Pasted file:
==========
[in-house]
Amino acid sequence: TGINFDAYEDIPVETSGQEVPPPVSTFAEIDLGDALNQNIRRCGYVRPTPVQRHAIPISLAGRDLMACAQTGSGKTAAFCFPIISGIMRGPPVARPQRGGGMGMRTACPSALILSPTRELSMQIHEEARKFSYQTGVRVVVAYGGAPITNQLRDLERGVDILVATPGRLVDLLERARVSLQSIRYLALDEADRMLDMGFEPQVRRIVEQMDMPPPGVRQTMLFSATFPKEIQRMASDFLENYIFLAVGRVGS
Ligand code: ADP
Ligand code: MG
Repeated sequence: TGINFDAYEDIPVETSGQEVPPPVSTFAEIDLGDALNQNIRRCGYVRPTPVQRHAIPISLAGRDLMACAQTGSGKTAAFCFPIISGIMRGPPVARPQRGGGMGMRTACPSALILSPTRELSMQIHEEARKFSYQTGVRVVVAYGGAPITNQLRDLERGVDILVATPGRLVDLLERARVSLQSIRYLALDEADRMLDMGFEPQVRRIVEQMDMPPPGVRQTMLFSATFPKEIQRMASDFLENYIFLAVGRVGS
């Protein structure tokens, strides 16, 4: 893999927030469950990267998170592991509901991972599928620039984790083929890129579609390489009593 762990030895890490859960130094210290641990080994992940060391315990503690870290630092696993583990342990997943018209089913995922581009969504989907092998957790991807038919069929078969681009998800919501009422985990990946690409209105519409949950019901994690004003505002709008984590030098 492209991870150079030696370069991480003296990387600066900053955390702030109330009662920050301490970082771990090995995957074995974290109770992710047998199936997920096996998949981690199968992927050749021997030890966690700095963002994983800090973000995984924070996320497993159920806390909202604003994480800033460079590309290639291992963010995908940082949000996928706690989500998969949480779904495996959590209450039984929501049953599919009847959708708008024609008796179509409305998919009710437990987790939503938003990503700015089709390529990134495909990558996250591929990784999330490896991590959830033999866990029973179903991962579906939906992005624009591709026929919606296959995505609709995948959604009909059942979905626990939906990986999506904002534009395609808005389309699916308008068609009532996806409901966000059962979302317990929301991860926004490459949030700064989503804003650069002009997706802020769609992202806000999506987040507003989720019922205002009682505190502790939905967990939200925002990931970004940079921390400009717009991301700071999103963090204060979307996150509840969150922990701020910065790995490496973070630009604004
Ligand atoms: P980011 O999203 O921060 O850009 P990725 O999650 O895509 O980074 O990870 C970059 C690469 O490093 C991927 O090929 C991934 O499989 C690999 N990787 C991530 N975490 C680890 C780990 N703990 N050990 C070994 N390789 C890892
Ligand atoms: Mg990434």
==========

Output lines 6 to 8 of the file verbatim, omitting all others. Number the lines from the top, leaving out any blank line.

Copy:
């Protein structure tokens, strides 16, 4: 893999927030469950990267998170592991509901991972599928620039984790083929890129579609390489009593 762990030895890490859960130094210290641990080994992940060391315990503690870290630092696993583990342990997943018209089913995922581009969504989907092998957790991807038919069929078969681009998800919501009422985990990946690409209105519409949950019901994690004003505002709008984590030098 492209991870150079030696370069991480003296990387600066900053955390702030109330009662920050301490970082771990090995995957074995974290109770992710047998199936997920096996998949981690199968992927050749021997030890966690700095963002994983800090973000995984924070996320497993159920806390909202604003994480800033460079590309290639291992963010995908940082949000996928706690989500998969949480779904495996959590209450039984929501049953599919009847959708708008024609008796179509409305998919009710437990987790939503938003990503700015089709390529990134495909990558996250591929990784999330490896991590959830033999866990029973179903991962579906939906992005624009591709026929919606296959995505609709995948959604009909059942979905626990939906990986999506904002534009395609808005389309699916308008068609009532996806409901966000059962979302317990929301991860926004490459949030700064989503804003650069002009997706802020769609992202806000999506987040507003989720019922205002009682505190502790939905967990939200925002990931970004940079921390400009717009991301700071999103963090204060979307996150509840969150922990701020910065790995490496973070630009604004
Ligand atoms: P980011 O999203 O921060 O850009 P990725 O999650 O895509 O980074 O990870 C970059 C690469 O490093 C991927 O090929 C991934 O499989 C690999 N990787 C991530 N975490 C680890 C780990 N703990 N050990 C070994 N390789 C890892
Ligand atoms: Mg990434």